Blending a sense of tough masculinity with bizarre glamour, progressive rock and edgy metal, and pop pleasantries ("You're My Best Friend") with operatic classics ("Bohemian Rhapsody"), Queen became one of the most successful rock bands of the 70s and early 80s. Brian May's raucous guitar kept their guns blazing, but it was lead singer Freddie Mercury's quirky humor, rangy vocals and consummate showmanship which made Queen a premier concert attraction.
The band formed in England in 1971 after guitarist Brian May and drummer Roger Taylor, who together had been in the bands Beat Unlimited and a college group called Smile, joined with singer and sometime piano player Mercury. Bassist John Deacon joined shortly thereafter, and they were signed to EMI Records. Their first single "Keep Yourself Alive" and self-titled debut album Queen came out in '73, but it was 74's Sheer Heart Attack which put them on the map.
It went to number two in the UK and "Killer Queen" became the band's first U.S. hit.
The 1975 release of the masterpiece A Night At The Opera would make them superstars, staying on the top of the British charts for nine weeks. The album had a little bit of everything including the seven minute single "Bohemian Rhapsody", a mini opera written by Mercury. They put together a video for the song, which in the pre MTV days was a rarity.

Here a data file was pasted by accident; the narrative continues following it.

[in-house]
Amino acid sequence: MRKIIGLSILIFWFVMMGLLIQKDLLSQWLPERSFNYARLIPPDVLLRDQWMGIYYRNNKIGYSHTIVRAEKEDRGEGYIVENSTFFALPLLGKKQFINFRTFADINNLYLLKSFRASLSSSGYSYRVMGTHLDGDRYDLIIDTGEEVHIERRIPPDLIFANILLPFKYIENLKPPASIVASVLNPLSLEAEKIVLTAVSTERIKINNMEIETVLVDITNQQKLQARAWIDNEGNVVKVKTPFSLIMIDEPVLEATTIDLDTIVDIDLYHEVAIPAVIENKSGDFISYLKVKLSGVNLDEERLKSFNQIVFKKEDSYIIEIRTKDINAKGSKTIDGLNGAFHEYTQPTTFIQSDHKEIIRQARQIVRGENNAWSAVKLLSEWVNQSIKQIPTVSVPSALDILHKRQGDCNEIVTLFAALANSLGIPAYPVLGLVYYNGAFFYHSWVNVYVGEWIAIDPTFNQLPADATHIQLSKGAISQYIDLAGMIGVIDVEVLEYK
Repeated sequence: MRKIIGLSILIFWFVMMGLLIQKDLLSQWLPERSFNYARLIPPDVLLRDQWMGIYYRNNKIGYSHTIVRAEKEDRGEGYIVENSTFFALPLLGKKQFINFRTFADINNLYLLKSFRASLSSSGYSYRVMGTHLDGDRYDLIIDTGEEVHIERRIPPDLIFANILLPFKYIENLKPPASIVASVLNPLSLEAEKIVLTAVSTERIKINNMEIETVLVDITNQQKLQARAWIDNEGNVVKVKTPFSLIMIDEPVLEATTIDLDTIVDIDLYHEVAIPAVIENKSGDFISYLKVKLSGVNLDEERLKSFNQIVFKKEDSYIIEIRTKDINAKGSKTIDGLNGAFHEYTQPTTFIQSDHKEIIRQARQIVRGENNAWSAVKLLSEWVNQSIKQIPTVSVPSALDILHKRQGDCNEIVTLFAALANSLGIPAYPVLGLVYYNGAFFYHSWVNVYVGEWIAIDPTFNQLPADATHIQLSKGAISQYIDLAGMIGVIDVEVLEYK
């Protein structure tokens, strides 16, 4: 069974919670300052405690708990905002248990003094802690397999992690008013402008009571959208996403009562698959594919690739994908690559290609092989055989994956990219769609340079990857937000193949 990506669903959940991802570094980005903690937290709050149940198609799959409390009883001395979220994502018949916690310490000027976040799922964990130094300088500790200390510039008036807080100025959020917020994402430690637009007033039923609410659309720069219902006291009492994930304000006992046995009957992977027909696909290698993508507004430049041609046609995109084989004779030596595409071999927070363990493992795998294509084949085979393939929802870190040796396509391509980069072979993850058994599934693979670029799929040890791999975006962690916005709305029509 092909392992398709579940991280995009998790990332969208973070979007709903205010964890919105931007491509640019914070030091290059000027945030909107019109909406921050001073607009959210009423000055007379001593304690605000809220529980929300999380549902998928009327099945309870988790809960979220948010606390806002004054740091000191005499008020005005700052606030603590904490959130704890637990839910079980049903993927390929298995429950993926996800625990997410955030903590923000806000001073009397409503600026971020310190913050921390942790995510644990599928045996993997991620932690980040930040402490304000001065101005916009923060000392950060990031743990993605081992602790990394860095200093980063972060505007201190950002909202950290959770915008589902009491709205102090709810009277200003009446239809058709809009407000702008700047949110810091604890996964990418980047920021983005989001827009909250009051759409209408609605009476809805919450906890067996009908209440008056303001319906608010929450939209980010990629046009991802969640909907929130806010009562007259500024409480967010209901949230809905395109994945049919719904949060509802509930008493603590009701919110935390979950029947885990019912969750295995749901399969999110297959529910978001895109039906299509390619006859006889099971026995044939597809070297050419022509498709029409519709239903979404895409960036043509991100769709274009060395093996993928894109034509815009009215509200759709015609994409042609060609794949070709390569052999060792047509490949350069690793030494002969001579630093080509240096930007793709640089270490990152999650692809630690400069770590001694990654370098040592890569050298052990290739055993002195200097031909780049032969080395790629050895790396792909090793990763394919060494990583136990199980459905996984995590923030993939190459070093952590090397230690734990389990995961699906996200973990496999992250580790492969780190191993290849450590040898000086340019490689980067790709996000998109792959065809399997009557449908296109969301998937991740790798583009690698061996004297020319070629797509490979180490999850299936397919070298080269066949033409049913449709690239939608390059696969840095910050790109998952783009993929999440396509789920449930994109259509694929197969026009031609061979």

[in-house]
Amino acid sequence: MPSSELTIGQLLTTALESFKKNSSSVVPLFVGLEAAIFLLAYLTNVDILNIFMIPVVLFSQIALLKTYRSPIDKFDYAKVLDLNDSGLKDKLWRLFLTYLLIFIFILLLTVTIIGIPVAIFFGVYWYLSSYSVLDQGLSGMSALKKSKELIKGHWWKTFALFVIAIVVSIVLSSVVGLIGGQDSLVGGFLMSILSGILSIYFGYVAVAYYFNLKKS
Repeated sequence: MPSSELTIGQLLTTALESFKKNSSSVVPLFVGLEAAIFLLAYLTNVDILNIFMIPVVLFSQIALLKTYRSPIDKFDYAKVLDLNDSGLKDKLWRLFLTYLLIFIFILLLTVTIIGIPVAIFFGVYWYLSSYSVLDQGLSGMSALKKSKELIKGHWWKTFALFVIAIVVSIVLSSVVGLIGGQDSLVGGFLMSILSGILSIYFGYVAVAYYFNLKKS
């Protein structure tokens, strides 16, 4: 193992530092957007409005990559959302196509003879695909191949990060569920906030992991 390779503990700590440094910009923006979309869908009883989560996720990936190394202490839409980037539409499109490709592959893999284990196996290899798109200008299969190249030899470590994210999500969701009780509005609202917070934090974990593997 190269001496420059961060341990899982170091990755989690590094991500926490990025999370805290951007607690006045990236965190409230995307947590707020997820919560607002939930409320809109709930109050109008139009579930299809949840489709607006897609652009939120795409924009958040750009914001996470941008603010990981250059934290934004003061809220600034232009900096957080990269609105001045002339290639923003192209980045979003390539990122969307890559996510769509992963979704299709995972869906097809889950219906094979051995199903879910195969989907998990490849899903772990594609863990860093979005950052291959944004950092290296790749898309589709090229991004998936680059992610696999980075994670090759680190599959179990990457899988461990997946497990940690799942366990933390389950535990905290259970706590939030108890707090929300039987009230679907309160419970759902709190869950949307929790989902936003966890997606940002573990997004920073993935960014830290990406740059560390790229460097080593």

1976's A Day At The Races, included the single, "Somebody To Love," and in 1977, News of the World went Top Ten with its double-A sided "We Will Rock You," written by May, and Mercury's "We Are The Champions". "Champions" was supposedly a gay rights song that was ironically overtaken by its use as a macho anthem for winning sports teams worldwide. The hits kept coming on 1978's Jazz, which included another double A hit single, "Fat Bottomed Girls" and "Bicycle Race".
The Game gave Queen their first U.S. number 1 album in July 1980. The group's soundtrack for the movie Flash Gordon was another success, and late in 1981, they scored with "Under Pressure," a collaboration with David Bowie. After a flurry of solo ventures, the group returned in fine form in 1984 with the satirical "Radio Gaga" followed by "I Want To Break Free" and its controversial cross-dressing video.
After a stunning performance at 1985's Live Aid, Queen's members concentrated on solo activities until 1991's Innuendo gave them their third UK #1, and the album of the same name also topped the UK charts. The career of the group effectively ended with the death from AIDS of lead singer Freddie Mercury in 1991. "Bohemian Rhapsody" was immediately reissued to raise money for AIDS research projects, and soared to the top of the British charts. The song also climbed to #2 in 1992 after featuring in the movie Wayne's World, outperforming its original entry.
A memorial concert for Mercury took place at London's Wembley Stadium on May 20 1992, featuring Liza Minnelli, Elton John, Guns N'Roses, George Michael, David Bowie and Annie Lennox. Of the remaining members Brian May's solo career enjoyed the highest profile, while Roger Taylor worked with the Cross.
In 2002, May, Deacon and Taylor collaborated with comedian and novelist Ben Elton on a musical featuring Queen's songs. Developed in association with Robert De Niro's Tribeca Productions, We Will Rock You opened at London's Dominion Theatre on 14 May.